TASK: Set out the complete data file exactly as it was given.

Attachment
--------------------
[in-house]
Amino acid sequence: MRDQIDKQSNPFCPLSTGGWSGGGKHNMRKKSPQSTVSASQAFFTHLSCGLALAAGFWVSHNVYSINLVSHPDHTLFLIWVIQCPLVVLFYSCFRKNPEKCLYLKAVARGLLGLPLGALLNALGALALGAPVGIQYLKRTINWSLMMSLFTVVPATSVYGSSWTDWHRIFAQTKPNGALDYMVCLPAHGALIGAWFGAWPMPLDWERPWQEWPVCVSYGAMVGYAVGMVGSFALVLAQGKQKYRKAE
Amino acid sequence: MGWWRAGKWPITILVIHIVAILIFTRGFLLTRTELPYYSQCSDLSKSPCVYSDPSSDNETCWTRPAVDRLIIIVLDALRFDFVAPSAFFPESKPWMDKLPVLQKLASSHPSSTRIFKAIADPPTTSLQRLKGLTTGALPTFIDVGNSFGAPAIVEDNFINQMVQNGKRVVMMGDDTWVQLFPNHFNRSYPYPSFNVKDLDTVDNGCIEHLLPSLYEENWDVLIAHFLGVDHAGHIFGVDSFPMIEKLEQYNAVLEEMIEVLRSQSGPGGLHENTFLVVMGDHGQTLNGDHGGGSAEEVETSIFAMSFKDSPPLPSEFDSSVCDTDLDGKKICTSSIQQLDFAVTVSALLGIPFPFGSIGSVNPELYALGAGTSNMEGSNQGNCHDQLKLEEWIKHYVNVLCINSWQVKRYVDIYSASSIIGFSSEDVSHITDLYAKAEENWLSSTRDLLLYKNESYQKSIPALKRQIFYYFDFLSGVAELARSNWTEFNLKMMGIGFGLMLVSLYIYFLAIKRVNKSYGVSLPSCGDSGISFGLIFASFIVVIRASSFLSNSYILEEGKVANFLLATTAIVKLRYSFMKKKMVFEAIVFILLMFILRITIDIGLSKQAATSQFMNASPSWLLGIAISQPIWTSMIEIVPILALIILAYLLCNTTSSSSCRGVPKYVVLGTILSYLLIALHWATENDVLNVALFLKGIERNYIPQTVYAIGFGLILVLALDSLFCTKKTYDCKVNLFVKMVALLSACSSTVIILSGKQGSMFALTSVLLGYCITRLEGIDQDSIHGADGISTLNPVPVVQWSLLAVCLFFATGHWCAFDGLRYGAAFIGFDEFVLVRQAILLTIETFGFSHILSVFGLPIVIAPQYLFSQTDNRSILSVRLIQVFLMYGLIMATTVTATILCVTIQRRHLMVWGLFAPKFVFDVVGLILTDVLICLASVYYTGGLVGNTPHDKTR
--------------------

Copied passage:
[in-house]
Amino acid sequence: MRDQIDKQSNPFCPLSTGGWSGGGKHNMRKKSPQSTVSASQAFFTHLSCGLALAAGFWVSHNVYSINLVSHPDHTLFLIWVIQCPLVVLFYSCFRKNPEKCLYLKAVARGLLGLPLGALLNALGALALGAPVGIQYLKRTINWSLMMSLFTVVPATSVYGSSWTDWHRIFAQTKPNGALDYMVCLPAHGALIGAWFGAWPMPLDWERPWQEWPVCVSYGAMVGYAVGMVGSFALVLAQGKQKYRKAE
Amino acid sequence: MGWWRAGKWPITILVIHIVAILIFTRGFLLTRTELPYYSQCSDLSKSPCVYSDPSSDNETCWTRPAVDRLIIIVLDALRFDFVAPSAFFPESKPWMDKLPVLQKLASSHPSSTRIFKAIADPPTTSLQRLKGLTTGALPTFIDVGNSFGAPAIVEDNFINQMVQNGKRVVMMGDDTWVQLFPNHFNRSYPYPSFNVKDLDTVDNGCIEHLLPSLYEENWDVLIAHFLGVDHAGHIFGVDSFPMIEKLEQYNAVLEEMIEVLRSQSGPGGLHENTFLVVMGDHGQTLNGDHGGGSAEEVETSIFAMSFKDSPPLPSEFDSSVCDTDLDGKKICTSSIQQLDFAVTVSALLGIPFPFGSIGSVNPELYALGAGTSNMEGSNQGNCHDQLKLEEWIKHYVNVLCINSWQVKRYVDIYSASSIIGFSSEDVSHITDLYAKAEENWLSSTRDLLLYKNESYQKSIPALKRQIFYYFDFLSGVAELARSNWTEFNLKMMGIGFGLMLVSLYIYFLAIKRVNKSYGVSLPSCGDSGISFGLIFASFIVVIRASSFLSNSYILEEGKVANFLLATTAIVKLRYSFMKKKMVFEAIVFILLMFILRITIDIGLSKQAATSQFMNASPSWLLGIAISQPIWTSMIEIVPILALIILAYLLCNTTSSSSCRGVPKYVVLGTILSYLLIALHWATENDVLNVALFLKGIERNYIPQTVYAIGFGLILVLALDSLFCTKKTYDCKVNLFVKMVALLSACSSTVIILSGKQGSMFALTSVLLGYCITRLEGIDQDSIHGADGISTLNPVPVVQWSLLAVCLFFATGHWCAFDGLRYGAAFIGFDEFVLVRQAILLTIETFGFSHILSVFGLPIVIAPQYLFSQTDNRSILSVRLIQVFLMYGLIMATTVTATILCVTIQRRHLMVWGLFAPKFVFDVVGLILTDVLICLASVYYTGGLVGNTPHDKTR